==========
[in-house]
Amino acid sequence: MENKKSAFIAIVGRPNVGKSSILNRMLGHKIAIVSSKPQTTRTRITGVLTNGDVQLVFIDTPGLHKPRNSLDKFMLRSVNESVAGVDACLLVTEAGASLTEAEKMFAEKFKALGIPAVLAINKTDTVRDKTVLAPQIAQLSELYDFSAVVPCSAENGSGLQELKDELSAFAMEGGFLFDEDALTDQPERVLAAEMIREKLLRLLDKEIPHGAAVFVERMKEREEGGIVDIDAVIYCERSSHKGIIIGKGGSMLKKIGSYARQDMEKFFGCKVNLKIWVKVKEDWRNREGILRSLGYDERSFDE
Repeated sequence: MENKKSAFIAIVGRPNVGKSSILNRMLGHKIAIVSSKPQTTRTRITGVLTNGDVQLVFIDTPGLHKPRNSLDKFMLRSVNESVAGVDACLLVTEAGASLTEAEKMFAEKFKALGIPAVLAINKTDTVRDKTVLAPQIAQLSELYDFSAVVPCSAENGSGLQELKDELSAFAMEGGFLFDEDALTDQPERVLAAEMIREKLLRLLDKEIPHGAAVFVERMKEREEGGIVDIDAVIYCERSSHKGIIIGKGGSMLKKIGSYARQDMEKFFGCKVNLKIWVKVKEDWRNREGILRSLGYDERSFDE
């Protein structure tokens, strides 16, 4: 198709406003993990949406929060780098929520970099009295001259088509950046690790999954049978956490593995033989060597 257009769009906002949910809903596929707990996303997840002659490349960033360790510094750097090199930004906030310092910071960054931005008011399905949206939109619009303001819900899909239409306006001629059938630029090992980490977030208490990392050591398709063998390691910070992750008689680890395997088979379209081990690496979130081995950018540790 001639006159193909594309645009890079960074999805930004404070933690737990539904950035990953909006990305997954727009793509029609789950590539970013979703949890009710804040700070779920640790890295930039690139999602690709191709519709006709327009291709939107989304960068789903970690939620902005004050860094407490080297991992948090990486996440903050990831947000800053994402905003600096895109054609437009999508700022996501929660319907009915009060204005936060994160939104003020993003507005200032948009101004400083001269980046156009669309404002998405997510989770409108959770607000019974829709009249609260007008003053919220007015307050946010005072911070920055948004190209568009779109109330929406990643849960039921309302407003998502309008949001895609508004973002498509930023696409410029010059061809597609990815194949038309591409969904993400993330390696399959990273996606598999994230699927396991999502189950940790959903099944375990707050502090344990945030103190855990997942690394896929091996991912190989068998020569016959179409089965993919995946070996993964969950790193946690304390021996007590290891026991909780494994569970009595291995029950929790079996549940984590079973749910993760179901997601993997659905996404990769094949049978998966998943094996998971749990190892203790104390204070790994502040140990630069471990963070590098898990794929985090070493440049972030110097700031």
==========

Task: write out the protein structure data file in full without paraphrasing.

[in-house]
Amino acid sequence: MENKKSAFIAIVGRPNVGKSSILNRMLGHKIAIVSSKPQTTRTRITGVLTNGDVQLVFIDTPGLHKPRNSLDKFMLRSVNESVAGVDACLLVTEAGASLTEAEKMFAEKFKALGIPAVLAINKTDTVRDKTVLAPQIAQLSELYDFSAVVPCSAENGSGLQELKDELSAFAMEGGFLFDEDALTDQPERVLAAEMIREKLLRLLDKEIPHGAAVFVERMKEREEGGIVDIDAVIYCERSSHKGIIIGKGGSMLKKIGSYARQDMEKFFGCKVNLKIWVKVKEDWRNREGILRSLGYDERSFDE
Repeated sequence: MENKKSAFIAIVGRPNVGKSSILNRMLGHKIAIVSSKPQTTRTRITGVLTNGDVQLVFIDTPGLHKPRNSLDKFMLRSVNESVAGVDACLLVTEAGASLTEAEKMFAEKFKALGIPAVLAINKTDTVRDKTVLAPQIAQLSELYDFSAVVPCSAENGSGLQELKDELSAFAMEGGFLFDEDALTDQPERVLAAEMIREKLLRLLDKEIPHGAAVFVERMKEREEGGIVDIDAVIYCERSSHKGIIIGKGGSMLKKIGSYARQDMEKFFGCKVNLKIWVKVKEDWRNREGILRSLGYDERSFDE
């Protein structure tokens, strides 16, 4: 198709406003993990949406929060780098929520970099009295001259088509950046690790999954049978956490593995033989060597 257009769009906002949910809903596929707990996303997840002659490349960033360790510094750097090199930004906030310092910071960054931005008011399905949206939109619009303001819900899909239409306006001629059938630029090992980490977030208490990392050591398709063998390691910070992750008689680890395997088979379209081990690496979130081995950018540790 001639006159193909594309645009890079960074999805930004404070933690737990539904950035990953909006990305997954727009793509029609789950590539970013979703949890009710804040700070779920640790890295930039690139999602690709191709519709006709327009291709939107989304960068789903970690939620902005004050860094407490080297991992948090990486996440903050990831947000800053994402905003600096895109054609437009999508700022996501929660319907009915009060204005936060994160939104003020993003507005200032948009101004400083001269980046156009669309404002998405997510989770409108959770607000019974829709009249609260007008003053919220007015307050946010005072911070920055948004190209568009779109109330929406990643849960039921309302407003998502309008949001895609508004973002498509930023696409410029010059061809597609990815194949038309591409969904993400993330390696399959990273996606598999994230699927396991999502189950940790959903099944375990707050502090344990945030103190855990997942690394896929091996991912190989068998020569016959179409089965993919995946070996993964969950790193946690304390021996007590290891026991909780494994569970009595291995029950929790079996549940984590079973749910993760179901997601993997659905996404990769094949049978998966998943094996998971749990190892203790104390204070790994502040140990630069471990963070590098898990794929985090070493440049972030110097700031």